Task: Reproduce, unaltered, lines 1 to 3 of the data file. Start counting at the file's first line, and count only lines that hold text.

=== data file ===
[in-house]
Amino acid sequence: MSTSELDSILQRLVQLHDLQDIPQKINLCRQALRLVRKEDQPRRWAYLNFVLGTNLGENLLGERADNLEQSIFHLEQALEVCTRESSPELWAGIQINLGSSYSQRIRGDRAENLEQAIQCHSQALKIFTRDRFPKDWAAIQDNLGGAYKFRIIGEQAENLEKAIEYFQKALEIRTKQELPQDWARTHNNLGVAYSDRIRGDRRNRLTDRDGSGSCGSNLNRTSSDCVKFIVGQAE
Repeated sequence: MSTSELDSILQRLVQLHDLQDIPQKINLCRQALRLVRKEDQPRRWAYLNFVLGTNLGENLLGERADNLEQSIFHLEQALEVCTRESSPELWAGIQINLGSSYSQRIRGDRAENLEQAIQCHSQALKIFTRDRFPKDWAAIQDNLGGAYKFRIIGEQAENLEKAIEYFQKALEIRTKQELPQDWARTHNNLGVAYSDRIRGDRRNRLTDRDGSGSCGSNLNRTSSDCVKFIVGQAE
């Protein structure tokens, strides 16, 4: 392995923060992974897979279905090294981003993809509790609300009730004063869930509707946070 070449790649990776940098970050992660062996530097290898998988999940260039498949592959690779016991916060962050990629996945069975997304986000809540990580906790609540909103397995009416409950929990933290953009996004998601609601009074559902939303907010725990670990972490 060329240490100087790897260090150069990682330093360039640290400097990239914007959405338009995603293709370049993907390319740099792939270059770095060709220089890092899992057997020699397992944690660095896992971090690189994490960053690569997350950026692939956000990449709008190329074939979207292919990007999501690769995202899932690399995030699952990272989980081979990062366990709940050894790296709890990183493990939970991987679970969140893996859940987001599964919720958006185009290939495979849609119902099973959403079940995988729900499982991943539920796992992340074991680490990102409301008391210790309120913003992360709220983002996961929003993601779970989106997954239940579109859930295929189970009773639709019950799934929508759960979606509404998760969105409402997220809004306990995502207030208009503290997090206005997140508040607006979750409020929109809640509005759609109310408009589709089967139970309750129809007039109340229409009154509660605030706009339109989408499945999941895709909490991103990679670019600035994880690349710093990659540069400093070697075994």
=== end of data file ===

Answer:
[in-house]
Amino acid sequence: MSTSELDSILQRLVQLHDLQDIPQKINLCRQALRLVRKEDQPRRWAYLNFVLGTNLGENLLGERADNLEQSIFHLEQALEVCTRESSPELWAGIQINLGSSYSQRIRGDRAENLEQAIQCHSQALKIFTRDRFPKDWAAIQDNLGGAYKFRIIGEQAENLEKAIEYFQKALEIRTKQELPQDWARTHNNLGVAYSDRIRGDRRNRLTDRDGSGSCGSNLNRTSSDCVKFIVGQAE
Repeated sequence: MSTSELDSILQRLVQLHDLQDIPQKINLCRQALRLVRKEDQPRRWAYLNFVLGTNLGENLLGERADNLEQSIFHLEQALEVCTRESSPELWAGIQINLGSSYSQRIRGDRAENLEQAIQCHSQALKIFTRDRFPKDWAAIQDNLGGAYKFRIIGEQAENLEKAIEYFQKALEIRTKQELPQDWARTHNNLGVAYSDRIRGDRRNRLTDRDGSGSCGSNLNRTSSDCVKFIVGQAE